TORONTO — Some of the most active companies traded Friday on the Toronto Stock Exchange:
Toronto Stock Exchange (20,099.81, up 400.76 points.)
Manulife Financial Corp. (TSX:MFC). Financials. Up 66 cents, or 3.02 per cent, to $22.52 on 16.1 million shares.
Enbridge Inc. (TSX:ENB). Energy. Up 98 cents, or 1.76 per cent, to $56.56 on 15.6 million shares.
Western Energy Services Corp. (TSX:WRG). Energy. Up half a cent, or 16.67 per cent, to 3.5 cents on 11.7 million shares.
Cenovus Energy Inc. (TSX:CVE). Energy. Up $1.10, or 4.42 per cent, to $26.01 on 8.8 million shares.
Auxly Cannabis Group Inc. (TSX:XLY). Health care. Up 2.5 cents, or 17.24 per cent, to 17 cents on 8.5 million shares.
Suncor Energy Inc. (TSX:SU). Energy. Up 94 cents, or 2.04 per cent, to $46.92 on 8.3 million shares.
Companies in the news:
Cineplex Inc. (TSX:CGX). Up $1.02 or 8.93 per cent to $12.44. Canadians are returning to cinemas after more than two years of COVID-19 measures, handing a revenue bump to the country's largest cinema chain. Cineplex Inc. said Friday that theatregoers' spending on tickets and snacks boosted its first-quarter revenue to $228.7 million, up from $41.4 million in the first three months of 2021. Box office revenue per patron was a record $12 for the quarter ended March 31, compared with $9.20 a year ago, while concession revenue per patron was an all-time quarterly record at $8.82, up from $6.12 in the same quarter last year. Cineplex reported a first-quarter loss of $42.2 million, which amounted to 67 cents per share, compared with a loss of $89.7 million or $1.42 per diluted share a year earlier. Built into those numbers are $29.1 million in wage and rent subsidies offered by governments during the pandemic, which compared with $11.3 million in the fourth quarter of 2021 and $28.2 million in the first quarter of 2021.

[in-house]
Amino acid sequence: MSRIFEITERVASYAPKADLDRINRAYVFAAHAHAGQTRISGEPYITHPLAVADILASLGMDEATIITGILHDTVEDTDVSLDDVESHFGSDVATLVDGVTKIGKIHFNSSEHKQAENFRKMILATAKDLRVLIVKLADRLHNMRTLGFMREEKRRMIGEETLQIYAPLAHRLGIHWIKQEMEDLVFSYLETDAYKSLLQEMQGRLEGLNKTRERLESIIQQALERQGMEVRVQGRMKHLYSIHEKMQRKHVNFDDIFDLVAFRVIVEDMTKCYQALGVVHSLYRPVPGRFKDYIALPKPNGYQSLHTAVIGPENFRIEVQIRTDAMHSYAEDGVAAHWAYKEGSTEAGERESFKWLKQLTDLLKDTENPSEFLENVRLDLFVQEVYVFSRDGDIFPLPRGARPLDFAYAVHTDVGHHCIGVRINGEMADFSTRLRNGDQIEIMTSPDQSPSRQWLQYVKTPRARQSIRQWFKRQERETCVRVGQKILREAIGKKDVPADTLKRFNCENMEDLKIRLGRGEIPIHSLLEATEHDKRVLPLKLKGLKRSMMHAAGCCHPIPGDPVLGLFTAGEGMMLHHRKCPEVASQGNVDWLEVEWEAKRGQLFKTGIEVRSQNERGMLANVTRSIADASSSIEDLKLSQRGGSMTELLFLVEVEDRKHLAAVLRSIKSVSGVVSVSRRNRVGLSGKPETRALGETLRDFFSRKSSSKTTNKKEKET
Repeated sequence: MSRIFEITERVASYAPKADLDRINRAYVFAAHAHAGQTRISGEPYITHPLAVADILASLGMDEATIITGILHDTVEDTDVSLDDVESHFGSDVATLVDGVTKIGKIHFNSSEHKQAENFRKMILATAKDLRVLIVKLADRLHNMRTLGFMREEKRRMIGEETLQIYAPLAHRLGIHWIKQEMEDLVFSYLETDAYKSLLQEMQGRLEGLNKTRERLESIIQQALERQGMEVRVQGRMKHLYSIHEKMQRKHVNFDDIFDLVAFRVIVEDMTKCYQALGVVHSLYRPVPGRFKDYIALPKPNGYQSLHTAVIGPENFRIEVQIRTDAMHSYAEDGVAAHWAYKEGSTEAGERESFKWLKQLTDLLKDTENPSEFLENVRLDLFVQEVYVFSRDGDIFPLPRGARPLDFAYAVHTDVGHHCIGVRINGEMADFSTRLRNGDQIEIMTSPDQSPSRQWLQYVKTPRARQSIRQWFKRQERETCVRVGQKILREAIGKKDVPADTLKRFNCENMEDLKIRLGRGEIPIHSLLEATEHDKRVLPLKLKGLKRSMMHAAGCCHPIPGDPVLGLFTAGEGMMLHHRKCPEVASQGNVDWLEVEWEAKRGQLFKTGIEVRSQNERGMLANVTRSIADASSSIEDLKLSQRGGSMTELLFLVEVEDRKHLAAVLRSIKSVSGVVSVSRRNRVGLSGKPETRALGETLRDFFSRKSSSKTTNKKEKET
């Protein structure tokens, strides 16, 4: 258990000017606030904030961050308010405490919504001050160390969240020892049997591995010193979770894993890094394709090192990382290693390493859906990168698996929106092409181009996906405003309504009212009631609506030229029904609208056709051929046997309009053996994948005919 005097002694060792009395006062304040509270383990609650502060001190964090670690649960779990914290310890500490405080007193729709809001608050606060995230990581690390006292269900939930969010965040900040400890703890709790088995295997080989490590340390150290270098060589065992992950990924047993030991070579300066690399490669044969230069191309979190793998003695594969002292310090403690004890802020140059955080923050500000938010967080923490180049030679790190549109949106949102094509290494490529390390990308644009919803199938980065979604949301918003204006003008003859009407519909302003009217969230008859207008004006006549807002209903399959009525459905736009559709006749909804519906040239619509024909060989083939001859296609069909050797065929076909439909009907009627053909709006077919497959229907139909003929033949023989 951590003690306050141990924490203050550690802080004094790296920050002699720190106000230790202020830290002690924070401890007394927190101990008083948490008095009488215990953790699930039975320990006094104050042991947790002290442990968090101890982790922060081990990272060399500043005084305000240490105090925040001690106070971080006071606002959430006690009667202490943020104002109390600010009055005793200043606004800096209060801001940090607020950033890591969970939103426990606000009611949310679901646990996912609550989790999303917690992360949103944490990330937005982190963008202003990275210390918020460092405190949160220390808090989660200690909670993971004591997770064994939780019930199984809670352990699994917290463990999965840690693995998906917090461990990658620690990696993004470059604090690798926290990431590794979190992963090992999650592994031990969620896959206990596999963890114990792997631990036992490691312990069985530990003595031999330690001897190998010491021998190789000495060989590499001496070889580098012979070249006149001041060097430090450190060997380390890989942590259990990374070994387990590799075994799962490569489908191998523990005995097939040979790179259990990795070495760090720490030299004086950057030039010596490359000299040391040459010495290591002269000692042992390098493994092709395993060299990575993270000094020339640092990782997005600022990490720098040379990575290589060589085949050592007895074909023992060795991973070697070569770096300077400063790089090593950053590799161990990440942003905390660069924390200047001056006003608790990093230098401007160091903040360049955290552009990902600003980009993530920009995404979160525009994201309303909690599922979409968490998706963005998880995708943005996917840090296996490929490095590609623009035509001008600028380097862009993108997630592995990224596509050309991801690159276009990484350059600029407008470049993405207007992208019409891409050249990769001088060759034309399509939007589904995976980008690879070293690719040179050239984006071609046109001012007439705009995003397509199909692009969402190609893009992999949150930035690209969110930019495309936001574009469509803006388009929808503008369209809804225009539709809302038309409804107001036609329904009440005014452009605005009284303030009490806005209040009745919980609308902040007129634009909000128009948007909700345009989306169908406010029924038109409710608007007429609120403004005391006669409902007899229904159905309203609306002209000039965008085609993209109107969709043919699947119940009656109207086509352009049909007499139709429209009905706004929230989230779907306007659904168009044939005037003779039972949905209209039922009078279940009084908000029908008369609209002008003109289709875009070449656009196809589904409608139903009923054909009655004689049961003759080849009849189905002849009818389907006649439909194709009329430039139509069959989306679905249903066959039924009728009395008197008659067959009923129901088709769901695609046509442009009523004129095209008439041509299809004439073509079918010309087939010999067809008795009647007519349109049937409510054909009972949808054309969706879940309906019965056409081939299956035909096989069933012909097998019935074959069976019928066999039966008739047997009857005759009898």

Rogers Communications Inc. (TSX:RCI.B). Up 42 cents or 0.66 per cent to $64.25. As the Competition Bureau seeks to block Rogers Communications Inc.'s takeover of Shaw Communications Inc., over concerns the $26-billion deal will reduce wireless competition, some industry watchers say even bolder action is needed to provide more options to Canadian consumers. Thomas Ross, professor at the UBC Sauder School of Business, says Canada being a big and expensive country to run networks, combined with low population density, means there will always be limits to the telecom options. He says there are, however, some measures the federal government can take to help spur competition in Canada's telecom industry, like letting foreign wireless companies operate in Canada, whether it's an international company taking over a regional player and growing it or building its own network from scratch. Ross also says the feds could force Canada's telecom giants to sell wholesale access to their networks at much more favourable prices to facilitate the growth of Mobile Virtual Network Operators (MVNOs), which buy network service from major carriers at a wholesale rate.
This report by The Canadian Press was first published May 13, 2022.
The Canadian Press